Greater Lebanon Refuse Authority – Landfill Gas Combustion

Project Location

Lebanon, Pennsylvania

Project Type

Landfill gas capture


Verified Carbon Standard

SDG Impacts

The United Nations' Sustainable Development Goals (SDGs) are an urgent call for action by countries in global partnership to end poverty, protect the planet, and ensure that by 2030 all people enjoy peace and prosperity.


Project Profile

Greater Lebanon Refuse Authority Landfill Gas Collection and Combustion Project

3Degrees managed project


Pennsylvania is known for its natural beauty, filled with mountains, waterfalls, plateaus, hills and ridges. Thanks to landfill gas-to-energy projects in the state, like the one at the Greater Lebanon Refuse Authority (GLRA) Landfill, Pennsylvania residents are able to enjoy their public lands with less concern about harmful pollution.

Landfills are one of the largest sources of methane in the world.  The GLRA Landfill Gas Collection and Combustion  Project benefits climate change strategies by reducing the amount of methane that would otherwise be released into the atmosphere. As waste breaks down in landfills, it releases methane, a greenhouse gas (GHG) that is far more potent than carbon dioxide and a major contributor to global warming. In addition to methane, landfills generate carbon dioxide, and high numbers of other volatile organic compounds (VOCs). Capturing the gas makes a direct impact on human health conditions and air quality in the surrounding area.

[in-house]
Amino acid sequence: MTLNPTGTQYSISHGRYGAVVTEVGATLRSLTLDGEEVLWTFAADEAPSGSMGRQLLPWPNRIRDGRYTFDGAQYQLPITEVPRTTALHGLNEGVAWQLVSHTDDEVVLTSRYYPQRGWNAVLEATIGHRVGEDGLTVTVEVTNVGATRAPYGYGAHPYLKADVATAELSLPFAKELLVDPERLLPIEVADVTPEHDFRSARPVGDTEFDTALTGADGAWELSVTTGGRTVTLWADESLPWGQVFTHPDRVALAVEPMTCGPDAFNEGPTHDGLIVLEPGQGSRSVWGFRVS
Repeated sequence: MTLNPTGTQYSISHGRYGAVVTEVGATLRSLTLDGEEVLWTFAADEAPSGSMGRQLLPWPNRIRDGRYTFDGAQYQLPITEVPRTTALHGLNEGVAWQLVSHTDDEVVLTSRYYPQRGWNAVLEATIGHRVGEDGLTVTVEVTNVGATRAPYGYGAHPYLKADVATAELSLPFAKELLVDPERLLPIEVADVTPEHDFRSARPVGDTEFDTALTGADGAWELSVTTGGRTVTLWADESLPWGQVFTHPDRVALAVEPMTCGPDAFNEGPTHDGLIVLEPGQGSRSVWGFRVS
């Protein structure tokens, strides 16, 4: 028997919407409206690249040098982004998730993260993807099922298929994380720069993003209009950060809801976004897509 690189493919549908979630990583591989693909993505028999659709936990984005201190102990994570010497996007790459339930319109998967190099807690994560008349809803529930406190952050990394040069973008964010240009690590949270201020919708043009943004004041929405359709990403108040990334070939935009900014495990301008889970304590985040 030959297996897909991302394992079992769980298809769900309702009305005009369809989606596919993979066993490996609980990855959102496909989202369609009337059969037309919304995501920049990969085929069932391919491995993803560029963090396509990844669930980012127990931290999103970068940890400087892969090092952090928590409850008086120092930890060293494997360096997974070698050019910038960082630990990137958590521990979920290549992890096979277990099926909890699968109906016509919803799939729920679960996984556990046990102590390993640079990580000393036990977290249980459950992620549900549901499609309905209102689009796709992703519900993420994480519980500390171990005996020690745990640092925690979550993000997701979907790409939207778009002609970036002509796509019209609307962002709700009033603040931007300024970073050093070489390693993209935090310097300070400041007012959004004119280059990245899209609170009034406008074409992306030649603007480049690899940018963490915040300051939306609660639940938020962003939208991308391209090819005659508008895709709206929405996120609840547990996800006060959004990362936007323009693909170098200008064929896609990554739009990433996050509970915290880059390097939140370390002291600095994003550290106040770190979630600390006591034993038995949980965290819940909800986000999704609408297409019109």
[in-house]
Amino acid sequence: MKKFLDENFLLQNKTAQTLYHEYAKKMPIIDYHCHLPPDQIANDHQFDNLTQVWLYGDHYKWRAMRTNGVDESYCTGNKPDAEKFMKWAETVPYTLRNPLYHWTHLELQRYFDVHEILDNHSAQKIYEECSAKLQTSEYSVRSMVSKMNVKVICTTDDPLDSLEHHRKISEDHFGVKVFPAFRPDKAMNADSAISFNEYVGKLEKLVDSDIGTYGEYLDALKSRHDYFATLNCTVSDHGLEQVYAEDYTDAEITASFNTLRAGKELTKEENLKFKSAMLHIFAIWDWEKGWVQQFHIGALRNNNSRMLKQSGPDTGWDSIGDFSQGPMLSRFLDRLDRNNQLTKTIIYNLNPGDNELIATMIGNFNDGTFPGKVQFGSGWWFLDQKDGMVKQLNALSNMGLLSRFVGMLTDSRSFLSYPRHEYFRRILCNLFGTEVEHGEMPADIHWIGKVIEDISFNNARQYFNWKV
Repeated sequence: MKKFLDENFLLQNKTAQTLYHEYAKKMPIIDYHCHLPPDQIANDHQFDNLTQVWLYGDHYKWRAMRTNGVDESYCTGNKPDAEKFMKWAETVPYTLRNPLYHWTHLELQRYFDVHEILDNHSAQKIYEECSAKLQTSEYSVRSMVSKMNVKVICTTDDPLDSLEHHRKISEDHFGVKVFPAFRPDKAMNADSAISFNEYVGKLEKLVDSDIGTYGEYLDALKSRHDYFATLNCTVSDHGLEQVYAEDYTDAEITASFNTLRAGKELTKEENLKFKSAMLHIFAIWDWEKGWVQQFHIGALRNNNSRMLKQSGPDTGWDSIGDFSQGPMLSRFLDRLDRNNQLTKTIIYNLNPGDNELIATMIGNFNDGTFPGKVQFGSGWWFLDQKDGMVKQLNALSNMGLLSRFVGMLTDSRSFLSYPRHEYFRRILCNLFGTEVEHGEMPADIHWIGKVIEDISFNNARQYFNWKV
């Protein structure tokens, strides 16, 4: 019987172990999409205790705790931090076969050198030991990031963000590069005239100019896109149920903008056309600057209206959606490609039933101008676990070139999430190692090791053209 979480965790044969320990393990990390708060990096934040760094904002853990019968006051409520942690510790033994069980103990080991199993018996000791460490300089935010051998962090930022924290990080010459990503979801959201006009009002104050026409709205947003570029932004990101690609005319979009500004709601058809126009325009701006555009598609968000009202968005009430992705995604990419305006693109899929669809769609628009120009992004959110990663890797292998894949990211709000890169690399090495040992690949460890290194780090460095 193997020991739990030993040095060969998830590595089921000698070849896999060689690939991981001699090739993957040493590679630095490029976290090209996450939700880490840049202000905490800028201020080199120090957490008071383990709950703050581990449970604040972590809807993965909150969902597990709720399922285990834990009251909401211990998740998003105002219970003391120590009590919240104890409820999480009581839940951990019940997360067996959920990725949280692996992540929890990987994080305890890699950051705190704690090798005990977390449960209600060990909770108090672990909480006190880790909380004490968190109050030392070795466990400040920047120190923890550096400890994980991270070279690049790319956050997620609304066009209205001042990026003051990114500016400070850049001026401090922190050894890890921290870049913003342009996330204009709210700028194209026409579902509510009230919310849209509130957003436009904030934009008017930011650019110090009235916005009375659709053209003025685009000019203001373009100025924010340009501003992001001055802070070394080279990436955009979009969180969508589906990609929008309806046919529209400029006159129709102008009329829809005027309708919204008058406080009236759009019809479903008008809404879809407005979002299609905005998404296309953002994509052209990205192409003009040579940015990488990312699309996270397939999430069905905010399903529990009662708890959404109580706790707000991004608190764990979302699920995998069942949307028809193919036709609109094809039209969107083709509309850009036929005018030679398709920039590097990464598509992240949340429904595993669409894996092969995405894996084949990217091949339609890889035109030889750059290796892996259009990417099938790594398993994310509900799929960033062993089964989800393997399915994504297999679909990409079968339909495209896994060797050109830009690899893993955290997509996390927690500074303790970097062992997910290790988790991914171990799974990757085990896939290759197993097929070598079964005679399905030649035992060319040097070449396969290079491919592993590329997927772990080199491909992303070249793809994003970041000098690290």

This project serves the 26,000-person community of Lebanon and improves area health conditions by destroying the majority of hazardous air pollutants (HAPs) on site. The methane emissions are combusted in two 1.6MW generators, creating an affordable source of renewable energy. GHG emissions of more than 250,000 tCO2e are avoided during the project’s lifetime. Additionally, the GLRA landfill is home to the Renewable Energy Education Center, which hosts students, teachers and community groups to demonstrate the cost-effectiveness of clean energy resources to industrial and institutional facilities. 




The GLRA landfill project generates an annual 15,000 MWh of renewable energy. 


Project activity directly reduces the existence of on-site HAPS, which pose threats to public health such as respiratory irritation, central nervous system damage, and cancer.


Operation of the GLRA landfill project employs a professional engineer, staff engineer, and a landfill gas technician. As new team members come on board, on-the-job training is provided as opportunities arise.



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